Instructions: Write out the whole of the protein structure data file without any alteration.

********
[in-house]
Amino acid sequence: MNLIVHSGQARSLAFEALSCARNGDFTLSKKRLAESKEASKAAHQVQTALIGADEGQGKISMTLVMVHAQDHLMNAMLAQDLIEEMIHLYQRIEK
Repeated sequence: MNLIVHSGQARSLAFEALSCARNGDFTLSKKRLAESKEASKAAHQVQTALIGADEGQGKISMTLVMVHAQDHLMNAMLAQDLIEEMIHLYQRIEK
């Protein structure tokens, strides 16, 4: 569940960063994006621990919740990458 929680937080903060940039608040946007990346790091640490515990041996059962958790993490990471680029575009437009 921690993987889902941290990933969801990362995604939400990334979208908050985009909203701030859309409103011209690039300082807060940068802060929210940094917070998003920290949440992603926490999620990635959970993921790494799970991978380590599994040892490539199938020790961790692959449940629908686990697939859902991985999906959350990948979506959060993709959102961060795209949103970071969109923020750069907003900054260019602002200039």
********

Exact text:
[in-house]
Amino acid sequence: MNLIVHSGQARSLAFEALSCARNGDFTLSKKRLAESKEASKAAHQVQTALIGADEGQGKISMTLVMVHAQDHLMNAMLAQDLIEEMIHLYQRIEK
Repeated sequence: MNLIVHSGQARSLAFEALSCARNGDFTLSKKRLAESKEASKAAHQVQTALIGADEGQGKISMTLVMVHAQDHLMNAMLAQDLIEEMIHLYQRIEK
């Protein structure tokens, strides 16, 4: 569940960063994006621990919740990458 929680937080903060940039608040946007990346790091640490515990041996059962958790993490990471680029575009437009 921690993987889902941290990933969801990362995604939400990334979208908050985009909203701030859309409103011209690039300082807060940068802060929210940094917070998003920290949440992603926490999620990635959970993921790494799970991978380590599994040892490539199938020790961790692959449940629908686990697939859902991985999906959350990948979506959060993709959102961060795209949103970071969109923020750069907003900054260019602002200039």